The pharmaceutical company Mylan says a generic version of its EpiPen anti-allergy device will be in pharmacies starting next week.
The company is introducing the generic at a price of $300 for a two-pack, half the cost of its brand-name cousin.
“This unprecedented action, along with the enhancements we made to our patient access programs, will help patients and provide substantial savings to payors,” the company said in a release Friday.
The epinephrine in the pens can stop an allergic reaction in its tracks. But in less than 10 years, the price for a two-pack of auto-injectors has risen from about $100 to more than $600.
Mylan decided to offer the generic even though it doesn’t have a strong competitor to the EpiPen because it was facing enormous criticism from consumers and members of Congress to lower the drug’s price.
The company first tried to offer discount coupons for the brand-name drug, but that didn’t quiet the criticism so the company moved ahead with its own, lower-priced version.
In its announcement, Mylan continued to blame the EpiPen price increases on insurance companies and the complex drug pricing system in the U.S. CEO Heather Bresch has repeatedly argued that it is harder for consumers to afford expensive medications because of high-deductible health plans and high copayments.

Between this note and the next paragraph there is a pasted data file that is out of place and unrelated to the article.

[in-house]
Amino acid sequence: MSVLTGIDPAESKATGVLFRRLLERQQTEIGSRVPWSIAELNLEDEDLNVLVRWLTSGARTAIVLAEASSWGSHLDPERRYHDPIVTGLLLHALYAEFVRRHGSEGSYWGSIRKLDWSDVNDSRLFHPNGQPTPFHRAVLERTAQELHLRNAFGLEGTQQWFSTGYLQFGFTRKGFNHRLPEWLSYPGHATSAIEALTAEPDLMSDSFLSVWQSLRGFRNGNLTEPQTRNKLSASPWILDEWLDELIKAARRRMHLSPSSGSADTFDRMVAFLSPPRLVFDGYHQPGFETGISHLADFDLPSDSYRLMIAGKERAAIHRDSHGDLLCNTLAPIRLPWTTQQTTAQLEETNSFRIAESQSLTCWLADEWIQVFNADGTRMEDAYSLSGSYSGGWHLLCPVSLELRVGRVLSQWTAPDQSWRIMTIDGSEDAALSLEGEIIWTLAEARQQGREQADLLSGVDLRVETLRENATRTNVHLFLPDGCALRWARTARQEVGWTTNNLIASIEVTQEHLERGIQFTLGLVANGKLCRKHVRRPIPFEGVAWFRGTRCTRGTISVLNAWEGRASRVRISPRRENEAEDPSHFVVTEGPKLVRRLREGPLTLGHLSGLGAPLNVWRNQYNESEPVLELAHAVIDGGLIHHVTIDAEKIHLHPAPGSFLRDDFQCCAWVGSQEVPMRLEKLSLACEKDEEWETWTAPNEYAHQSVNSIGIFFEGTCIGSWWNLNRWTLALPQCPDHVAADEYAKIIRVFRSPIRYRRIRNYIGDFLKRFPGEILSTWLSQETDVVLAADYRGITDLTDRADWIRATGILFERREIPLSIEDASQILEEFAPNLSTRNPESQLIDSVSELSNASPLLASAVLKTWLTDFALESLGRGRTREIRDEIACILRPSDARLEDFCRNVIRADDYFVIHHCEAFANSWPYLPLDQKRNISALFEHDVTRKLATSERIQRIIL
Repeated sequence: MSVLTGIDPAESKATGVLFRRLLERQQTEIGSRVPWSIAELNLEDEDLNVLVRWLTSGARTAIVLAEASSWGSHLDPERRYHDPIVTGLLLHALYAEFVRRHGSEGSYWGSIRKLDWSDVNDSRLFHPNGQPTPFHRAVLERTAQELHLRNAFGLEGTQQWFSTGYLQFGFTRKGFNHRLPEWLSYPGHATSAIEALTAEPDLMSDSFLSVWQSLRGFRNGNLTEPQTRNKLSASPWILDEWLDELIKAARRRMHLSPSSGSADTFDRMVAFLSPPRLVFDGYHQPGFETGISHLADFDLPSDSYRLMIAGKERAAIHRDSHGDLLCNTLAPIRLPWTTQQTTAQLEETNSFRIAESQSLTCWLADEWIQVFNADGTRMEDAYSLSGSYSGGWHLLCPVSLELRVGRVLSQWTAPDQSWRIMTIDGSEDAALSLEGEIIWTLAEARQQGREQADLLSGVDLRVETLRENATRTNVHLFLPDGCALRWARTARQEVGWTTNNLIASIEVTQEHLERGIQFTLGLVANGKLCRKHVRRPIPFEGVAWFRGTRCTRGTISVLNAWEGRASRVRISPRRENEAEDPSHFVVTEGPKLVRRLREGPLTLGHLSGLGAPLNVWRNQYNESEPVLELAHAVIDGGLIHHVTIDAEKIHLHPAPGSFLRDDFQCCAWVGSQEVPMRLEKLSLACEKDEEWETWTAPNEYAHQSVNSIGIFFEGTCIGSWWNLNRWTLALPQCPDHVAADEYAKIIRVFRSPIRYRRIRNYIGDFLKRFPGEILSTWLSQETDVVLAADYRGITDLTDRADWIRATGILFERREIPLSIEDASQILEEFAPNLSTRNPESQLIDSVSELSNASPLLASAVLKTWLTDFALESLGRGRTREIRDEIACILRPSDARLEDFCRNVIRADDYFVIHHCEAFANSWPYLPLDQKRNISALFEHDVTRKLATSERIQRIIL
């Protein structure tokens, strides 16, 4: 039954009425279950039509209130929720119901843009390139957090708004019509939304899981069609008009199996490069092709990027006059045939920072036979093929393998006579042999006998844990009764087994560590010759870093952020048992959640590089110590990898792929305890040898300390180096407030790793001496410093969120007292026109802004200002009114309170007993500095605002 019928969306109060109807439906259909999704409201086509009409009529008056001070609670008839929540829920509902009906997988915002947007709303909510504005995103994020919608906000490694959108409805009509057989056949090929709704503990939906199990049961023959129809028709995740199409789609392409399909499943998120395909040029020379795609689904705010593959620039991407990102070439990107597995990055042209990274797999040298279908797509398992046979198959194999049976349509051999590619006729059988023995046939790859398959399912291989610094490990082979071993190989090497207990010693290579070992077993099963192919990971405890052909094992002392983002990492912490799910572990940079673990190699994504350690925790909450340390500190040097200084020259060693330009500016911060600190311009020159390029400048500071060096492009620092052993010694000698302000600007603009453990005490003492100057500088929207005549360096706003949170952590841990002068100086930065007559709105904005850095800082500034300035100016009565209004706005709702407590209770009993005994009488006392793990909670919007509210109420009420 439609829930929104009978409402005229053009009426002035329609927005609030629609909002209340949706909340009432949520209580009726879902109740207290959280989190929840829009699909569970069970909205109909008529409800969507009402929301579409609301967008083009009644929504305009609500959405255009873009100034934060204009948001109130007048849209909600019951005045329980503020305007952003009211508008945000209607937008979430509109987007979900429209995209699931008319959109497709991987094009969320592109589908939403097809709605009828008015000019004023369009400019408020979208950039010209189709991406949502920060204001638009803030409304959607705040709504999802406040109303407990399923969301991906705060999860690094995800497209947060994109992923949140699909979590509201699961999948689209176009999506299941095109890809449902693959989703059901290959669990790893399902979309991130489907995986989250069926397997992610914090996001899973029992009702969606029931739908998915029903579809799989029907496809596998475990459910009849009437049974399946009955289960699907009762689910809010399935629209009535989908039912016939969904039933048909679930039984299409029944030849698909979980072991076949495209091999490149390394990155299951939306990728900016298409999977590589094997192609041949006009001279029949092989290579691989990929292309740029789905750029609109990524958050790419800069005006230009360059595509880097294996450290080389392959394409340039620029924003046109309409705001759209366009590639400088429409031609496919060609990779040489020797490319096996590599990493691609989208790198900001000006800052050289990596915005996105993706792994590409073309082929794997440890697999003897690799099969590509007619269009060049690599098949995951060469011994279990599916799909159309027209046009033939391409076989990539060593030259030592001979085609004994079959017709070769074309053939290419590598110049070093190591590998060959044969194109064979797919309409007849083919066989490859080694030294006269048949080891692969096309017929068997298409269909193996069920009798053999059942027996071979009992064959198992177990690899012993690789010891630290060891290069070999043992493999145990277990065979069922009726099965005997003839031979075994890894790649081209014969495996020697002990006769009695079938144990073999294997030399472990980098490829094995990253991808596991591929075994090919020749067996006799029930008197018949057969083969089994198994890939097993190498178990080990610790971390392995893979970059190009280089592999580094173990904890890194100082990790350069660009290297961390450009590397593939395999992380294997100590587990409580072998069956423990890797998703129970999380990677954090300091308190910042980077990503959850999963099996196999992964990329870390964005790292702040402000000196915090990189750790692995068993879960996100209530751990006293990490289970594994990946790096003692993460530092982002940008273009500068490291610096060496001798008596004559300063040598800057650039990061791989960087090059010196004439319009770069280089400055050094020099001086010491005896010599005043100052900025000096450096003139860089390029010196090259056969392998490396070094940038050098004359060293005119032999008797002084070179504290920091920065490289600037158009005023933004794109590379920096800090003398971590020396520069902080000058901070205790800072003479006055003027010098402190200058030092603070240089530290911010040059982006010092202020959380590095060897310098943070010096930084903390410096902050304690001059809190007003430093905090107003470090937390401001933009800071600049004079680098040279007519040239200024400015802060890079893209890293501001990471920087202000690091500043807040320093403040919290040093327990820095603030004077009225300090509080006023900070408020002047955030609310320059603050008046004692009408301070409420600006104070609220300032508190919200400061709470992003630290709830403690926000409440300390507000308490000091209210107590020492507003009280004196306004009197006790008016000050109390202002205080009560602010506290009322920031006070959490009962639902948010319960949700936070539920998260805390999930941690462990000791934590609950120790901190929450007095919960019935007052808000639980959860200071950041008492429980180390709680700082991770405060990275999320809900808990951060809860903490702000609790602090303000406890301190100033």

“Families will continue to face sticker shock for medications and may be forced to make difficult choices until the pharmaceutical pricing system is reformed to address the increasing shift of costs directly to consumers,” Bresch said in the company’s statement.
She made similar arguments when she testified to Congress in September.
Like the EpiPen, Auvi-Q injects a dose of epinephrine into the thigh of a person experiencing a severe allergic reaction.
The device was pulled from the market by the pharmaceutical giant Sanofi last year after the company said it had received a handful of reports that the device didn’t reliably deliver the right dose of epinephrine.
Kaleo, which invented the Auvi-Q device, bought the rights back from Sanofi and will market the device as an EpiPen competitor.
Whether or not Mylan’s generic calms consumers and lawmakers, the company’s launch of it may be a shrewd business decision.
By bringing a generic to the market now, Mylan could preemptively steal some market share from Teva Pharmaceuticals, which is developing its own generic EpiPen. That device is expected to be approved in 2017.
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